Daily market review

United States

A renewed selloff in technology and other growth stocks undercut equities Thursday. Value/cyclicals, after holding firm early, faded into the close. The Dow Jones industrial average fell 0.5 percent, the S&P 500 lost 1.4 percent, and the NASDAQ dropped 2.5 percent.

FANMAG stocks declined with Apple off 1.9 percent, Facebook down 2.0 percent, and Microsoft dropping an eye-popping 4.2 percent. Growth and momentum stocks faced selling pressure as dip-buying ran into hawkish Federal Reserve expectations and elevated inflation readings. Health care sagged with biotech and medical technology weak.

Among industrials, however, Boeing gained 2.9 percent on a Bloomberg report that China may soon allow Boeing to resume sales of its 737 Max jet. Caterpillar advanced 2.1 percent, and Honeywell was up 0.5 percent. Reopening stocks improved, including cruise lines, restaurants and airlines. Delta rose 2.1 percent after issuing a positive travel forecast.

These price data reflect observations at 4:00 PM US ET: Dated Brent spot crude oil fell 66 cents to US$83.88 while spot gold declined US$5.25 to US$1,821.78. The US dollar fell slighty vs. most major currencies. Yields on the US Treasury 30-year bond fell 5 basis points to 2.04 percent, and the 10-year note was down 4 basis points at 1.70 percent.


European equities were split on mixed company news. The Europe-wide STOXX 600 was flat, the German DAX firmed 0.1 percent, the French CAC fell 0.5 percent, and UK FTSE 100 gained 0.2 percent.

Among sectors, autos & parts, banks, travel & leisure, insurance, and basic resources outperformed, while lagging were personal & household goods, retail, health care, and industrials.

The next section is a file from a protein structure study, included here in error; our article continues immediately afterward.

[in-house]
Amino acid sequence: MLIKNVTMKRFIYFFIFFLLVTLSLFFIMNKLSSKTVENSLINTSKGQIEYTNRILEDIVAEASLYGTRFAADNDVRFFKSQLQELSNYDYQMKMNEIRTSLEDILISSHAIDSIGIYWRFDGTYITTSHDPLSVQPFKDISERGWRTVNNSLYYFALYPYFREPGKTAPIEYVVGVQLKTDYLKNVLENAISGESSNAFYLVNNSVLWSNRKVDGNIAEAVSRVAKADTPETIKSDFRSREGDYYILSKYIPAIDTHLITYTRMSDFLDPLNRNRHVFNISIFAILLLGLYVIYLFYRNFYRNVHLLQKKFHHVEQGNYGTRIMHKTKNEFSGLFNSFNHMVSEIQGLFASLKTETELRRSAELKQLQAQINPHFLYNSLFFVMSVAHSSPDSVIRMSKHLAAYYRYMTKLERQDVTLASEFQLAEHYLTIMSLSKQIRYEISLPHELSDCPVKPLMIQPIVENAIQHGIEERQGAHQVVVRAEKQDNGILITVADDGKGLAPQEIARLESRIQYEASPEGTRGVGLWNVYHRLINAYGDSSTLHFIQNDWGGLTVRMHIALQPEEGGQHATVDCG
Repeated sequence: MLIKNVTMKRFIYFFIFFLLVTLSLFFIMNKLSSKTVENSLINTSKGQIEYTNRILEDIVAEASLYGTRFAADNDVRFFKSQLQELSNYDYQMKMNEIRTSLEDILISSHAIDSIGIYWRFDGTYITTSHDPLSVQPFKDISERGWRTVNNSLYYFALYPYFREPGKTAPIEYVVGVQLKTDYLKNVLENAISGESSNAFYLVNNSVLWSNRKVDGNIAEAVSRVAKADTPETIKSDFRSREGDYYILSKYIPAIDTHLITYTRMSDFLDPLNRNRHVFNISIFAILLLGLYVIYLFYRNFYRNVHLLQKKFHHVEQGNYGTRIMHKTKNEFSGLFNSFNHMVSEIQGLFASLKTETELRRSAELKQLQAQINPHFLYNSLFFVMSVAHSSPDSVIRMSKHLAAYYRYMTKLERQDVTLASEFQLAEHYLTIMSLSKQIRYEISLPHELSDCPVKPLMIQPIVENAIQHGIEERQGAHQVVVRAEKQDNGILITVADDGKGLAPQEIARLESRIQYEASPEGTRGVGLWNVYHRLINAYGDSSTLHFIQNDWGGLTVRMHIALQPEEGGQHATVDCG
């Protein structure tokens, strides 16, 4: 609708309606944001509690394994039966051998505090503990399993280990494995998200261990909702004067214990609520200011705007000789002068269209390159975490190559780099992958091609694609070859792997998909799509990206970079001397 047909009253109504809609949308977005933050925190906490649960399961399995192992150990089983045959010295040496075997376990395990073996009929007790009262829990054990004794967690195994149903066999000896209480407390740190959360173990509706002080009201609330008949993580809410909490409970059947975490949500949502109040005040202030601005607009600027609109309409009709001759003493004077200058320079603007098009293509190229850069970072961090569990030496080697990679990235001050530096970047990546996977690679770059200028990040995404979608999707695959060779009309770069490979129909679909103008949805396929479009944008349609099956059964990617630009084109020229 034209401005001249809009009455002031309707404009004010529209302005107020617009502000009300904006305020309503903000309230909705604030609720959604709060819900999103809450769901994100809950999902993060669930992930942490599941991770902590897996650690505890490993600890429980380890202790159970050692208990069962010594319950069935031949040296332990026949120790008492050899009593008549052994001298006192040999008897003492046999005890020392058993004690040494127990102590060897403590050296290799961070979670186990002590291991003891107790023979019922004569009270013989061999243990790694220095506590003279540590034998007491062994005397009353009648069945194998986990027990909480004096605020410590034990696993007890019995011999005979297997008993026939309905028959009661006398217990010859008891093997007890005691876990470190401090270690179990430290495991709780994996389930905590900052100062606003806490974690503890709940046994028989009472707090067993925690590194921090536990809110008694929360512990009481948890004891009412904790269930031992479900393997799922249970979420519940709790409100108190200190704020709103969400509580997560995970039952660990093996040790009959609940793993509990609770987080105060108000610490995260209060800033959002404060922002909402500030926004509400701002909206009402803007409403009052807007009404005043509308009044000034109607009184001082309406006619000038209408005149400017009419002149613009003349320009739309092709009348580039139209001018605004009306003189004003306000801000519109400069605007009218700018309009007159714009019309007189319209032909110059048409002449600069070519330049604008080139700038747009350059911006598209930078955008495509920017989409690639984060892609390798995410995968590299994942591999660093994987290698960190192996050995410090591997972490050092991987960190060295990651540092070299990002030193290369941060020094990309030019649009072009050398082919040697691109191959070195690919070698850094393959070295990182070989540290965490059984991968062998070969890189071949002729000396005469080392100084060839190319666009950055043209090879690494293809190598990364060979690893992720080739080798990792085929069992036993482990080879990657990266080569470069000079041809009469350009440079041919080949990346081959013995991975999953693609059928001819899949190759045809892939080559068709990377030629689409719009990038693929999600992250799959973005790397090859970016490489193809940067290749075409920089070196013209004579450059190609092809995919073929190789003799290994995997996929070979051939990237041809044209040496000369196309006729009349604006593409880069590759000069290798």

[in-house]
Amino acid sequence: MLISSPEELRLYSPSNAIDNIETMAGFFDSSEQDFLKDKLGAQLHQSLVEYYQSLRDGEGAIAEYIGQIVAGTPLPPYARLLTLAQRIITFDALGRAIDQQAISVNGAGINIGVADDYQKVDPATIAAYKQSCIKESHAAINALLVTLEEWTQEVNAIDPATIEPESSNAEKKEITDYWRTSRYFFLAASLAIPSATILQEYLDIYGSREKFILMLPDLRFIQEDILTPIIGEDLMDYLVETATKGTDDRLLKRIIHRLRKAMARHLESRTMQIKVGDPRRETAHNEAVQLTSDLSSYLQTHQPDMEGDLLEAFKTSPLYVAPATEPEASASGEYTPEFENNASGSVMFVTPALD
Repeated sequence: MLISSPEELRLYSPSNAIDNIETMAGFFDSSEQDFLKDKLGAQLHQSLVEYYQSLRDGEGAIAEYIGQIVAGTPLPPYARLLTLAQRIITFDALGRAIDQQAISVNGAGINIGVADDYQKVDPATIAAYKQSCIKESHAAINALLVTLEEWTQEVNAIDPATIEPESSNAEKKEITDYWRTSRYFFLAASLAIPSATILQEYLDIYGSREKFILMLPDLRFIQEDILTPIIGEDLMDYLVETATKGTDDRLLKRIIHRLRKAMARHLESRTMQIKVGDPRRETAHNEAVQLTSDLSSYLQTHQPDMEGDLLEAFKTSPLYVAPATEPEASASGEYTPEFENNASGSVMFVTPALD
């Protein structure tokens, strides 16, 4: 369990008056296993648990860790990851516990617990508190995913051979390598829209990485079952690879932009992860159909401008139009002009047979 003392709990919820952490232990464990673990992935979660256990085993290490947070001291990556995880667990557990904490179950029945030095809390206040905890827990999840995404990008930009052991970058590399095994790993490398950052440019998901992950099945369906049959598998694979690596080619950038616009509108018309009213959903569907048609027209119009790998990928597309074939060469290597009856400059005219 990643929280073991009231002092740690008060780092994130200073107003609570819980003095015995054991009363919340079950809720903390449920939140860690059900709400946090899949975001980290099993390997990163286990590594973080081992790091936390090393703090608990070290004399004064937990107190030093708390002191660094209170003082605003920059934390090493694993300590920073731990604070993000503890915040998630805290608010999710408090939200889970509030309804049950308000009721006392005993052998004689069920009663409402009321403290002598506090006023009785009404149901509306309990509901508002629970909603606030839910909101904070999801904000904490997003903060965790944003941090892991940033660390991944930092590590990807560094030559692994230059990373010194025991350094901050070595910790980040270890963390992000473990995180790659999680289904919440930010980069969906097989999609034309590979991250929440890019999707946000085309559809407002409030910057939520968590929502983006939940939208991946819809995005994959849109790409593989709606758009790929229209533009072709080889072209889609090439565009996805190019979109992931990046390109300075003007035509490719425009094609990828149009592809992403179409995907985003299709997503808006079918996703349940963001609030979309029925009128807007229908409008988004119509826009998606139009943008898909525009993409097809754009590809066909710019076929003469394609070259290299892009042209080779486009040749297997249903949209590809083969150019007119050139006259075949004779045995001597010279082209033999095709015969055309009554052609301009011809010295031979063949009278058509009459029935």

Several retailers reported disappointing trading results, including Marks & Spencer, down 7.9 percent, and Tesco, down 1.2 percent.

Among companies in focus, Countryside, the builder, dropped 21 percent after disappointing results and news its CEO would step down. Suedzucker, the sugar company, fell 1.4 percent on disappointing guidance. Asos, the online clothing retailer, rose 11 percent after saying it would advance to a premium listing on the main market at the London Stock Exchange.

Asia Pacific

Equities weakened Thursday with growth sectors lagging after US equities on Wednesday ended mixed following US consumer price data and more hawkish Fed comments.

Chinese were also hurt by fallout from Chinese lockdowns intended to combat the spreading Omicron variant. China's CSI 300 index fell 1.6 percent and the Shanghai composite lost 1.2 percent. Most sectors weakened, with real estate and consumer staples lagging and energy holding up best.

Hong Kong recovered session losses at the close with the Hang Seng index up 0.1 percent as oil & gas stocks advanced while health care lagged.

Japanese equities sagged on surging coronavirus cases at home and Wednesday's rise in US bond yields. The Nikkei 225 fell 1.0 percent and the Topix lost 0.7 percent. Growth lagged. Among sectors, services, precision instruments, retail, and land transportation came off the most. Automakers, banks, and materials outperformed, with metals up on rising commodity prices.

South Korea's KOSPI declined 0.4 percent amid tech stock weakness. Taiwan Taiex rose 0.3 percent on strength in computer hardware.

Mining stocks lifted Australian equities on rising commodities prices with the All Ordinaries up 0.5 percent. Utilities and energy also advanced. Health care, tech, and consumer discretionary stocks lagged. Among companies in the news, Crown Resorts rallied 8.8 percent after Blackstone raised its takeover bid.

Looking ahead*

In Asia/Pacific, Japanese PPI, Indian merchandise trade, Indian wholesale price index, and the Bank of Korea policy announcement are scheduled. In Europe, UK industrial production, UK merchandise trade, UK monthly GDP, French CPI, and Eurozone merchandise trade reports are on tap. In North America, US retail sales, US import & export prices, US industrial production, US business inventories, and US consumer sentiment reports are due.

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